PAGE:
Wednesday, March 25, 2009

Improve employee education from the inside out

“Give the proper tools to a group of people that want to make a difference, and they will.”
The above quote is a header on the Benefits page at Google Jobs, a company that was built on the premise that work should be challenging, but fun at the same time. For the hardworking employees who accept the challenge, Google offers some outstanding benefits.

From dining facilities, to gyms and even laundry rooms, Google tries to help out their employees in every way. That practice also holds true when it comes to continuing employee education.

The company offers up to $12,000 per calendar year for employees pursuing outside education that is relevant to their career. As long as employees show they’re serious about furthering their education and keep grades of “B” or better, Google will continue paying for it.

Though your company may not have the funds available to support a $12,000 education reimbursement program like Google, there are creative ways to promote employee education without spending a fraction of that kind of money.


From office to classroom

One of the easiest and most affordable ways to promote ongoing employee education is to create an in-house learning library.

Find a spot in the office, it can be anywhere from an empty cubicle to a hallway cabinet, to turn into a library. If possible, find a location that is central for everyone in the office to ensure accessibility.

Start building your library by asking everyone in the office to contribute and bring in books related on industry topics or career advice. Visit local used book stores and stock up on interesting titles that employees would find value in.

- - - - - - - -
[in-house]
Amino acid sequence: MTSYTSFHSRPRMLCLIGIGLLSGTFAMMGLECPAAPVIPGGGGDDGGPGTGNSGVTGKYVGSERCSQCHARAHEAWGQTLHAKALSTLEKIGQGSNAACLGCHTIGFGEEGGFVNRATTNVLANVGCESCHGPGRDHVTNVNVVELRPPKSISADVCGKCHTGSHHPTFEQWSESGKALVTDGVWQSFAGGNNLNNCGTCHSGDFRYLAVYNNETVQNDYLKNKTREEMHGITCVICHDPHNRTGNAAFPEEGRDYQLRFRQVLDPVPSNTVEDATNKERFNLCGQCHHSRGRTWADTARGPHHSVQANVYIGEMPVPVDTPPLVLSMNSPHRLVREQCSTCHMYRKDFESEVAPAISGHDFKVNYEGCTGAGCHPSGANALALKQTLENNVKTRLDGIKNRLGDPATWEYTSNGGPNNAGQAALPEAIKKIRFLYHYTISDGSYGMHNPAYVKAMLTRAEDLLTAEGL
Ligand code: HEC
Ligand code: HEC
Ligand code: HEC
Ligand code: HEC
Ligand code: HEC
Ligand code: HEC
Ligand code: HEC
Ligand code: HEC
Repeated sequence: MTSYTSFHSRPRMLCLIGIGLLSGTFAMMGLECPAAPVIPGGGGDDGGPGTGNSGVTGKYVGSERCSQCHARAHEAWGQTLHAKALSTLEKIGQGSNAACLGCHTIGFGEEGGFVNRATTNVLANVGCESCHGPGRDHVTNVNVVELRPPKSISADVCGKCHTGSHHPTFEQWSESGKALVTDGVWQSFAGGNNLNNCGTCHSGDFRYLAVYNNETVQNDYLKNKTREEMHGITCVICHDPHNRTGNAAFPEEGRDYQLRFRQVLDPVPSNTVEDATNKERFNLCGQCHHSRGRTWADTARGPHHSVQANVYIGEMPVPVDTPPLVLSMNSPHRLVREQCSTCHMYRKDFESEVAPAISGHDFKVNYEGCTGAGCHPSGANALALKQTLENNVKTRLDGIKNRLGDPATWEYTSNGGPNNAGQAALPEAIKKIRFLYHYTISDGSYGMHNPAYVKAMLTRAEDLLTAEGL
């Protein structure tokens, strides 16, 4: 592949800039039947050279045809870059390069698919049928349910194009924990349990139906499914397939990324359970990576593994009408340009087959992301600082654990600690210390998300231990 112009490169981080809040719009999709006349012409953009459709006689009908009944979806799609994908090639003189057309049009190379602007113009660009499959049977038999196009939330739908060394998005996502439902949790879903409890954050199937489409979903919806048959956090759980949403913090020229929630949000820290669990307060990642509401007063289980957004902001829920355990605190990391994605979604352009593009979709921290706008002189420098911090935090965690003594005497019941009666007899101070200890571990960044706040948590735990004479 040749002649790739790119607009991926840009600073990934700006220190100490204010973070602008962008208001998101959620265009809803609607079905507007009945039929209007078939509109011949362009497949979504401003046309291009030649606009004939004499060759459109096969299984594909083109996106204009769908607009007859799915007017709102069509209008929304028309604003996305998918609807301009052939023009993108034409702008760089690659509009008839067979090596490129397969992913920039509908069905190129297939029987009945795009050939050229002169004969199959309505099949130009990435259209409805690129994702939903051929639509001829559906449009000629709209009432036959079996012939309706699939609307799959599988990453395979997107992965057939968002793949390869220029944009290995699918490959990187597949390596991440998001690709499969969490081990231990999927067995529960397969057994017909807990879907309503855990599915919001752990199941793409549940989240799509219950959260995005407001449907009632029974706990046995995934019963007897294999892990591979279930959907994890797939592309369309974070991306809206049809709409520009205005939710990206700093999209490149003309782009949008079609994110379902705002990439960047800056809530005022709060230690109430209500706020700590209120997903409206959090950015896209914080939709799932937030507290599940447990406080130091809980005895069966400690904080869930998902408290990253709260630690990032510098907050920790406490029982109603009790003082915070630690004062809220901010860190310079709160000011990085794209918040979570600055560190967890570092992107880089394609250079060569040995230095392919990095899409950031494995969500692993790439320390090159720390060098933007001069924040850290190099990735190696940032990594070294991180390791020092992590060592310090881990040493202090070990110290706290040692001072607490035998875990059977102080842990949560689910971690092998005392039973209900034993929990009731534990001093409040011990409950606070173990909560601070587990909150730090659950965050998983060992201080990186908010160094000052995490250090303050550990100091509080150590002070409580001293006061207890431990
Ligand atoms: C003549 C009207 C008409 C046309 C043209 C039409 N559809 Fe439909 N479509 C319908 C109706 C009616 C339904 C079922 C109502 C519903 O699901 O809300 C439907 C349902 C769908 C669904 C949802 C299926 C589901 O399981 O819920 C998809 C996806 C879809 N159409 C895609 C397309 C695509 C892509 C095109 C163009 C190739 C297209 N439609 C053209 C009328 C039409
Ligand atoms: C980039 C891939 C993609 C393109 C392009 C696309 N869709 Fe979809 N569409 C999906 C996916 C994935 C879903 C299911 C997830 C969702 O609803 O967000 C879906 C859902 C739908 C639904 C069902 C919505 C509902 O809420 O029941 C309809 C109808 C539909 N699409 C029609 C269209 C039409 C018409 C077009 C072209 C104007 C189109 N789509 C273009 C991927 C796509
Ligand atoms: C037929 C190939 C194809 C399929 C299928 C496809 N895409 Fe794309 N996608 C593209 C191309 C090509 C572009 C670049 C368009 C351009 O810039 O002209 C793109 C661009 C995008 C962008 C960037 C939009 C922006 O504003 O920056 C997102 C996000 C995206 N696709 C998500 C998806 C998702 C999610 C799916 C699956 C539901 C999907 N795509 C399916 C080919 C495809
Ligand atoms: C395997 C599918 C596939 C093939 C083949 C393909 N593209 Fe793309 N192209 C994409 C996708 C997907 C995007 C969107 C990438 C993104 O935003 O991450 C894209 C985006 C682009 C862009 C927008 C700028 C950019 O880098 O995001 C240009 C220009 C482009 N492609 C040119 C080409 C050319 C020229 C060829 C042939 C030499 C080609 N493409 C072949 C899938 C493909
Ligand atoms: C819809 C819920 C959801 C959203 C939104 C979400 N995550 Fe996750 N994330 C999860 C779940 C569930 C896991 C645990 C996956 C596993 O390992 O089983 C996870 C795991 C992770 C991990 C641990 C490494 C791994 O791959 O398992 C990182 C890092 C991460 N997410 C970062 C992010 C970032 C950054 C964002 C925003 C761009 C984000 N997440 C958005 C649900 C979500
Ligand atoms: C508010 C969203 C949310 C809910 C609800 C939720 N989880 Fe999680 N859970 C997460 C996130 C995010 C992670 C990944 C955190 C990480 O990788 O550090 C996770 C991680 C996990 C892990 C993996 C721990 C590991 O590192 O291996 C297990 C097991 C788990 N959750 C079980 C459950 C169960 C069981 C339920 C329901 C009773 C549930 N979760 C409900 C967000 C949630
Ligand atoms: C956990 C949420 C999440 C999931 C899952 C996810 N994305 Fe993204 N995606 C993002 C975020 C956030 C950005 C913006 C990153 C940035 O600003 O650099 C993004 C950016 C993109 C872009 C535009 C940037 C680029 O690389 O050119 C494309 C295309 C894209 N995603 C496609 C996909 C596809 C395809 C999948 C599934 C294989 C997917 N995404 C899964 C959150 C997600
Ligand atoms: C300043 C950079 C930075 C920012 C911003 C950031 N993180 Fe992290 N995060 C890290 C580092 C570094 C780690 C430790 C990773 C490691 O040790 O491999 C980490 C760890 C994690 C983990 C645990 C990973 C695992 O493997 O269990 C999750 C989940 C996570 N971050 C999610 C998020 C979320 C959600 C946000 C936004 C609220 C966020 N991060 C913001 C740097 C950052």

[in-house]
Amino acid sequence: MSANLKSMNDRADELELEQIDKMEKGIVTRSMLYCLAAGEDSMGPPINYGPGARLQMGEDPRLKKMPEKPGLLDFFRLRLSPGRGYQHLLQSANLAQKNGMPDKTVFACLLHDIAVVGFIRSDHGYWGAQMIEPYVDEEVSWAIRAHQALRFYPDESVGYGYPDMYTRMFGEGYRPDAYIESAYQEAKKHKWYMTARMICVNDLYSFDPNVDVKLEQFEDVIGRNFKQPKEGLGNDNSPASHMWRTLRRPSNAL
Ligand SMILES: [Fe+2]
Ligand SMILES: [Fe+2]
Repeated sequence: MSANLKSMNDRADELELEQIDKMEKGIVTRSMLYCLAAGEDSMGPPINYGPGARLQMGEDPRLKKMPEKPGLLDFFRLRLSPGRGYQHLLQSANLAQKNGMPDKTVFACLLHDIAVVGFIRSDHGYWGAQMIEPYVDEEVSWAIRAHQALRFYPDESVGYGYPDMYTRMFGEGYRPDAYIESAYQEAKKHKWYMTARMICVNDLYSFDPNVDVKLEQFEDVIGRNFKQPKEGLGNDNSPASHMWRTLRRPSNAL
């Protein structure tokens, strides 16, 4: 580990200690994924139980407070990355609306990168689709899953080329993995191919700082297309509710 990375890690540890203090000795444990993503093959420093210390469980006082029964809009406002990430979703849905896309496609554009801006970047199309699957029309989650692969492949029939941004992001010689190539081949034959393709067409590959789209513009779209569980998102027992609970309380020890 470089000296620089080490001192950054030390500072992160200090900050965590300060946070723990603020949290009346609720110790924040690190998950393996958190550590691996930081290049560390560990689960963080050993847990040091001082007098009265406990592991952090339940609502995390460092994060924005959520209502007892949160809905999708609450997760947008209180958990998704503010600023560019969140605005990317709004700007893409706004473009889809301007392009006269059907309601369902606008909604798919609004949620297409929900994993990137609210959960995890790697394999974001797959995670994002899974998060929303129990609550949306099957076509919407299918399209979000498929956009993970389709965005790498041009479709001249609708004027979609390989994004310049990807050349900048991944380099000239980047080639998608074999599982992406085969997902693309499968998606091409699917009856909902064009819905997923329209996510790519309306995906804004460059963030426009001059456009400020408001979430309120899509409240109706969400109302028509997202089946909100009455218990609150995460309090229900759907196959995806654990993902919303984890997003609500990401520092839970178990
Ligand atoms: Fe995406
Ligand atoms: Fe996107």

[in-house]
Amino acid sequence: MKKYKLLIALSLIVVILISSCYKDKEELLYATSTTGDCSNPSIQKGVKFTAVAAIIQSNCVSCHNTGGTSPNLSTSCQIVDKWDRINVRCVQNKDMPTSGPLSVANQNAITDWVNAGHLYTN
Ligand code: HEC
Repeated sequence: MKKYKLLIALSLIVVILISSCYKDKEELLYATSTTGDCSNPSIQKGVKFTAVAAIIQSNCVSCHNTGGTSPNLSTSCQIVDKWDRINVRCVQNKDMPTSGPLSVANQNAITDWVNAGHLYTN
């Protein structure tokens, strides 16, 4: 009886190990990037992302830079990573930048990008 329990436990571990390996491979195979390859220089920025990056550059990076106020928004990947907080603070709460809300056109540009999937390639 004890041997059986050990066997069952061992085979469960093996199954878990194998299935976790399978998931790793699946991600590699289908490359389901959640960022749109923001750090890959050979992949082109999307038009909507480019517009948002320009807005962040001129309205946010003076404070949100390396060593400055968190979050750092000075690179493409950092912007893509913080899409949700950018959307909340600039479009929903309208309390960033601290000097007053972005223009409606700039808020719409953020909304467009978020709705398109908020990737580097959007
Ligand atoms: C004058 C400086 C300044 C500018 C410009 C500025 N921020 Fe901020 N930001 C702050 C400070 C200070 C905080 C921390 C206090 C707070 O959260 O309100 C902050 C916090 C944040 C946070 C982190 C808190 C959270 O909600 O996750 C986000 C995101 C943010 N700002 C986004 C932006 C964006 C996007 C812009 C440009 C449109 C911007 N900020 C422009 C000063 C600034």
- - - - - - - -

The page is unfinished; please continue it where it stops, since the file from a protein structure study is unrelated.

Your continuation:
Don’t have the space for a physical library? Take it online. Set up a company Wiki using sites like PBWiki or Wikispaces and create an online learning library. Encourage employees to share information and post valuable resources that others in the office can learn from.

Give employees time, whether daily or weekly, to explore new topics with resources from your learning library. There’s no reason for creating a library if employees don’t have the time to use it.

For employees with the desire to further their education or learn more about their industry, an office library is an indispensable resource that they don’t even have to leave the office to take advantage of.

Providing employees with the tools they need to make a difference doesn’t have to cost a fortune. All you need is a great idea and anything is possible.

1 comment:

CCC said...

Great post; it shows what a little creativity can do even in the face of limited resources.

What we did in my company was form a study group for those taking the SPHR/PHR exam. Not only did it help two of us pass (myself included) but it fostered a greater sense of teamwork and accomplishment.

Thanks again!


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